Forget your DP, the future of romance is in your data
Love at first sight? Just make sure you ask what workout regimen s/he prefers for triceps. Or whether s/he likes the treadmill over actual trail running. Or if s/he prefers early mornings to late nights. Does s/he like black coffee? In the dating landscape of the future, such questions will be more relevant than just your heavily-filtered selfie.
A team of researchers from Open Lab, Newcastle University organised what they called 'metadating' last year. The concept was similar to speed dating, except participants put on record data about themselves like the amount of calories they consume to the kind of decor they like to sleep patterns. The aim, the researchers, said was to 'explore the romance of personal data.' The findings of that social experiment will now be presented at CHI 2016, a top conference for the world's Computer Human Interaction (CHI) community.
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Chris Elsden, who led the research said in a release that, "There's a bit of a mismatch between a data-led view of the world - which is very dry and mechanical - and how we view ourselves. Can we give people more control over it, make it more ambiguous or playful?"
To see if personal data translates to playful companionship, his team brought on board speed daters around the university campus - seven men and four women. Age varied between 22 and 40, with a mean of 32.
One week prior to the event, the daters were sent a form to be filled. Questions ranged from shoe size, heart rate, furthest distance travelled from home, number of listens to favourite songs as well as 'top three' lists (music, films etc). On D-day participants took time to read each other's data profiles (anonymised) and then the regular speed dating format followed, with four minutes given for each pair to get to know each other. The participants ended up going on a total of 28 dates. The research team also organised follow-up workshops after date night ended.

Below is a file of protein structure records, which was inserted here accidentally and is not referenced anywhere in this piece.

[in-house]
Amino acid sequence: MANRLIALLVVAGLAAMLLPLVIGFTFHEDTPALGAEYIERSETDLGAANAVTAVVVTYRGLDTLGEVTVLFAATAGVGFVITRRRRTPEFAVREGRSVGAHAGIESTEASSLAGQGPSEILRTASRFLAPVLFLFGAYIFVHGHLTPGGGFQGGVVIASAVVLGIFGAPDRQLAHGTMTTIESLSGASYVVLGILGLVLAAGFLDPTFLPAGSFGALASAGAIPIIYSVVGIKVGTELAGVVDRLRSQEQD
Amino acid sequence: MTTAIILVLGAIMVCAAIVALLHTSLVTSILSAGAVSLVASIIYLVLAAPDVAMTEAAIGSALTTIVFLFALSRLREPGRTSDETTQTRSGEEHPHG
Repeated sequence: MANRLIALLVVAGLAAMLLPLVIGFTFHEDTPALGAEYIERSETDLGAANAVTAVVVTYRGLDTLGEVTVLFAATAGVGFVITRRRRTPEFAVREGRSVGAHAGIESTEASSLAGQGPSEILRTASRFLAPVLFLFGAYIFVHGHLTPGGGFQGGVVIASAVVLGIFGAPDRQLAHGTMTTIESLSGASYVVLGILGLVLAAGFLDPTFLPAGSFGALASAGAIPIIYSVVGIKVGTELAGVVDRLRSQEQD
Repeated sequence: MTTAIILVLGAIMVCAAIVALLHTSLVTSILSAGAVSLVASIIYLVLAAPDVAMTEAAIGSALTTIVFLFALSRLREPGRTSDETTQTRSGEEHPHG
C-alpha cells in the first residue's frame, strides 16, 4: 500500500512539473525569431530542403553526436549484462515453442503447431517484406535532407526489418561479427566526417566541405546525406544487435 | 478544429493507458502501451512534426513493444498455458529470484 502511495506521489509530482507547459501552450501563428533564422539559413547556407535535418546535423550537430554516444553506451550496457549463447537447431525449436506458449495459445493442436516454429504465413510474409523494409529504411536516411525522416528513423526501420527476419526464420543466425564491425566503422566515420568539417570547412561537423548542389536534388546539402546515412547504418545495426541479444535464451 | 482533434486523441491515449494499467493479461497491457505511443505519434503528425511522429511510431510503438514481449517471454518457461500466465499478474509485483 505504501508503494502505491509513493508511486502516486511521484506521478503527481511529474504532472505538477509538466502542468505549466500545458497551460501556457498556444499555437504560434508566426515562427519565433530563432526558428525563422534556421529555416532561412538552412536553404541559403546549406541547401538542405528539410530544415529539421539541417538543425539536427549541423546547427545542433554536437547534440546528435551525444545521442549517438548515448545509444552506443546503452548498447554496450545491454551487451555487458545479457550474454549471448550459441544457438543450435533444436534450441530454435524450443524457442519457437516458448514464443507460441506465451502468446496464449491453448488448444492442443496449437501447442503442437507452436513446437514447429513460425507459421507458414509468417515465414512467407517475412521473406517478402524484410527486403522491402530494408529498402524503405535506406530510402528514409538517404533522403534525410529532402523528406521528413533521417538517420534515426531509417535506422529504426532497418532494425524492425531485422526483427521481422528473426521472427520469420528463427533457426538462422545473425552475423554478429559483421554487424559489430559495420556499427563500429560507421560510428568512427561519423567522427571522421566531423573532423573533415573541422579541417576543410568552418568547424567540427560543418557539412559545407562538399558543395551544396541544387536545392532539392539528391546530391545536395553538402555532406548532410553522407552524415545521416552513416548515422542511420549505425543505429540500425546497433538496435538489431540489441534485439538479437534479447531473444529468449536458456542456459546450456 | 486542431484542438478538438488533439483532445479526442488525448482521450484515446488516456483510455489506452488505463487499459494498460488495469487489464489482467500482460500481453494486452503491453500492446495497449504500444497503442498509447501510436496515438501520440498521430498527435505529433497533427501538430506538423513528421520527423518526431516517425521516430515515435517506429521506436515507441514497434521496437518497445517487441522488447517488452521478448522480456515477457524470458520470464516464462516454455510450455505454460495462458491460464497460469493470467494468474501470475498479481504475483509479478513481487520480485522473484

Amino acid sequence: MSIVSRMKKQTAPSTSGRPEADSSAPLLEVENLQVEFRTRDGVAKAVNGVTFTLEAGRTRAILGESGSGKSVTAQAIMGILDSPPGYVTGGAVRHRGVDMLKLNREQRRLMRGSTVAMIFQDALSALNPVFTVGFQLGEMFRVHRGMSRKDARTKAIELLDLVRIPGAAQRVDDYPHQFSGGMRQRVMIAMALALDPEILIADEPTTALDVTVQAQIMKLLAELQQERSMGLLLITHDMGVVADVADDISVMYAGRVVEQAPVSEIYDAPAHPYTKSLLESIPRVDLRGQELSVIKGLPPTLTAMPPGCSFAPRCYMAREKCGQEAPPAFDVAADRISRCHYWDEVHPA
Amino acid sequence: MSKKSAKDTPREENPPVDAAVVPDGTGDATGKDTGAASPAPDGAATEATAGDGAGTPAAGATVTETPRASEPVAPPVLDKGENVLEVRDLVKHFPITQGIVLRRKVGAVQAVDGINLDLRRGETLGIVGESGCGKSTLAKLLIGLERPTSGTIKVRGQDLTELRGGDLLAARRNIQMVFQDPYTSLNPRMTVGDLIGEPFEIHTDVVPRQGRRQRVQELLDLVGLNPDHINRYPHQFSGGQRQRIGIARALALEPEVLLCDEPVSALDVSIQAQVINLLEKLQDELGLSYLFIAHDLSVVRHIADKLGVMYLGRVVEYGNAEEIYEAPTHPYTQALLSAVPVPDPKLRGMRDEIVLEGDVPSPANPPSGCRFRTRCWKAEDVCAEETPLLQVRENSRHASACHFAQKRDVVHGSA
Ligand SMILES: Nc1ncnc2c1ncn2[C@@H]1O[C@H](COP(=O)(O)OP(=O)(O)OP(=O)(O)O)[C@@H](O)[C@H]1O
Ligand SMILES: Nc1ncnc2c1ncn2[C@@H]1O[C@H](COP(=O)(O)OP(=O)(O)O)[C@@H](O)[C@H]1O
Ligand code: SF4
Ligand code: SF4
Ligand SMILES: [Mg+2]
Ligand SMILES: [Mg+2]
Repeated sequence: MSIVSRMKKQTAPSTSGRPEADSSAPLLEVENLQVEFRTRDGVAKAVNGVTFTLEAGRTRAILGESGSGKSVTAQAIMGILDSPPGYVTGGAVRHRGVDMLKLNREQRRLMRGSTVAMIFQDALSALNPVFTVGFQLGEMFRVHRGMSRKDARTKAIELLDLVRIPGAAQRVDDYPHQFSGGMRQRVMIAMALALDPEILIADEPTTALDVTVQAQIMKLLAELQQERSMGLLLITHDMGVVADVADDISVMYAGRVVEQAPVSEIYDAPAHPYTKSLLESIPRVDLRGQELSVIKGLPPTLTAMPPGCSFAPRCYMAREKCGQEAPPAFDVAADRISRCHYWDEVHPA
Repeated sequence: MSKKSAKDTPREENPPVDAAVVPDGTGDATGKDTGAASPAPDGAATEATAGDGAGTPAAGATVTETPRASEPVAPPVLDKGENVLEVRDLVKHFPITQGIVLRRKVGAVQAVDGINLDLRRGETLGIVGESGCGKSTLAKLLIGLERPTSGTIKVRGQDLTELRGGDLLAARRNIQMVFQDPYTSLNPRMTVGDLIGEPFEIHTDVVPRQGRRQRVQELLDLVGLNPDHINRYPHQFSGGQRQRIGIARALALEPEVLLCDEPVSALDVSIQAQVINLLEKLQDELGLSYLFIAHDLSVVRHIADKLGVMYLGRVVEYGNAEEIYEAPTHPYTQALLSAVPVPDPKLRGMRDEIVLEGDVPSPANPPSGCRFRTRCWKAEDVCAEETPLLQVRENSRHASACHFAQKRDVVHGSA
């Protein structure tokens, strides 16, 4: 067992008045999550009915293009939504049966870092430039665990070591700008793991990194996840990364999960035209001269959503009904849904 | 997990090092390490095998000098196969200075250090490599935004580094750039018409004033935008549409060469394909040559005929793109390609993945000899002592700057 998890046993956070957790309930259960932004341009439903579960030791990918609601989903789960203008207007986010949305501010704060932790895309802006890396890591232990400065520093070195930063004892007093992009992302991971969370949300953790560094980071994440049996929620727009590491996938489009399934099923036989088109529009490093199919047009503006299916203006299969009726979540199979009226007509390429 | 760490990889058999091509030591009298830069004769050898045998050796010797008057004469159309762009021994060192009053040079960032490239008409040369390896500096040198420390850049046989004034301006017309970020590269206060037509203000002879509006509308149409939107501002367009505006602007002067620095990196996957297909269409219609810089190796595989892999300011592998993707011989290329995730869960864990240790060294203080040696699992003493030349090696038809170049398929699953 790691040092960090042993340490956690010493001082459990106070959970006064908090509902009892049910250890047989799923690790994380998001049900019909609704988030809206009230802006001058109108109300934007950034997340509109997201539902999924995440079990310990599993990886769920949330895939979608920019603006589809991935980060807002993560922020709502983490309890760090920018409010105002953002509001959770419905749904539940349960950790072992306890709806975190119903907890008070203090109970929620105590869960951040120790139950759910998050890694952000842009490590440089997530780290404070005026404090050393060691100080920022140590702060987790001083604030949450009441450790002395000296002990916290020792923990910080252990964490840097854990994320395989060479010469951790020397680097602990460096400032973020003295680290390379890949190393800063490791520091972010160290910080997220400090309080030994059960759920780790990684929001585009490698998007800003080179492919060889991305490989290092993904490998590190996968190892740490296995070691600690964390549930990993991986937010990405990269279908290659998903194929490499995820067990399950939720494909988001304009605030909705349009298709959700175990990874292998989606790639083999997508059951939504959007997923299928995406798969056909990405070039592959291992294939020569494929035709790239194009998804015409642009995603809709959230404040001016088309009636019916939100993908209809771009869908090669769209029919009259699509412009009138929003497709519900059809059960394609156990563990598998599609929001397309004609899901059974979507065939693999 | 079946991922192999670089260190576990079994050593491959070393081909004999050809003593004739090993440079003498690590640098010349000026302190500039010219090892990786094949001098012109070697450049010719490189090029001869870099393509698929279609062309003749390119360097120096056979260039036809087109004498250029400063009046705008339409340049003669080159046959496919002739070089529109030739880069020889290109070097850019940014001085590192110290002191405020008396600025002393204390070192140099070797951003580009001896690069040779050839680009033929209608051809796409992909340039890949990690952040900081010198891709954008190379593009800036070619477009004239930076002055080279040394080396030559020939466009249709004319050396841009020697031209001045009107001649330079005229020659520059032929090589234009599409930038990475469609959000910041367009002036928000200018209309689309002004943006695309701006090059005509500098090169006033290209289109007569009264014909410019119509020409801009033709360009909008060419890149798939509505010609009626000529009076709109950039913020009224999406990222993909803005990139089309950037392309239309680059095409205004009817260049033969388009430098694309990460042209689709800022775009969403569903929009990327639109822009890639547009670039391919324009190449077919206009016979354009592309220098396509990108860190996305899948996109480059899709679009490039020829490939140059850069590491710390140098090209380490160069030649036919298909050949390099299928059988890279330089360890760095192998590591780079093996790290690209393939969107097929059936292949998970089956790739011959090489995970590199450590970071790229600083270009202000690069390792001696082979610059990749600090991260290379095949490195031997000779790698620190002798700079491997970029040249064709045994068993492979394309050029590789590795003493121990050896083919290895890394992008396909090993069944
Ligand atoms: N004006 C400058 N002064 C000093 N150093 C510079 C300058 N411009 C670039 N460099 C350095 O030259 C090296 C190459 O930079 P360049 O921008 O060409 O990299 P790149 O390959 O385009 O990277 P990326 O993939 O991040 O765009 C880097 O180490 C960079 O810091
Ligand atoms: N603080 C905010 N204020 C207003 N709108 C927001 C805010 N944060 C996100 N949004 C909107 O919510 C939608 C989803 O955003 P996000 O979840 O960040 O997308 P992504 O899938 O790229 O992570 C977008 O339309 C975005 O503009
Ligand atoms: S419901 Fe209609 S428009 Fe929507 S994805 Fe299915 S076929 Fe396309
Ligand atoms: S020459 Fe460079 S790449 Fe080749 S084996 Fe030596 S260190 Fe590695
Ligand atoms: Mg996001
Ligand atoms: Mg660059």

Elsden says in the official release that, "The profiles made data a ticket to talk. They helped couples start conversations. Rather than analysing their data, they performed it by talking about it with each other. And despite the fact this was an unusual set-up, the group had no problem finding things to chat about."
That's believable, given some quirky responses the forms saw. One participant scribbled down Fitbit information while someone else chose to draw a pie chart of the different types of furniture at home.
"We found that people presented their information in two distinct ways. Some explicitly chose unusual and interesting data to record, while the others felt they should be more honest and accurate in the data they represented. However, for all participants, the hand-drawn profiles offered a new and more expressive way of sharing and talking about their data than existing digital tools," Elsden said.
Data which otherwise might seem pretty dry suddenly seemed like a resource to draw from to initiate conversations in a less-awkward manner. Jessa Lingel from the University of Pennsylvania says about the experiment - "Offering a way for people to feel like they have some control, or can be creative or thoughtful about the data they're producing, is really important."
Two major aspects of our lives - fitness & work - already revolve signifciantly around numbers and data. Is it such a stretch, then, to use our 'information footprint' in the search for romance? As the researchers state in their paper's conclusion -
"As this data permeates the fabric of everyday life, our bodies and homes, we must attend to these qualities, and pursue opportunities for people to socialise, and live well with their dear data."
If those opportunities include love, they'll find a lot more willing data crunchers than they'd ever imagined.
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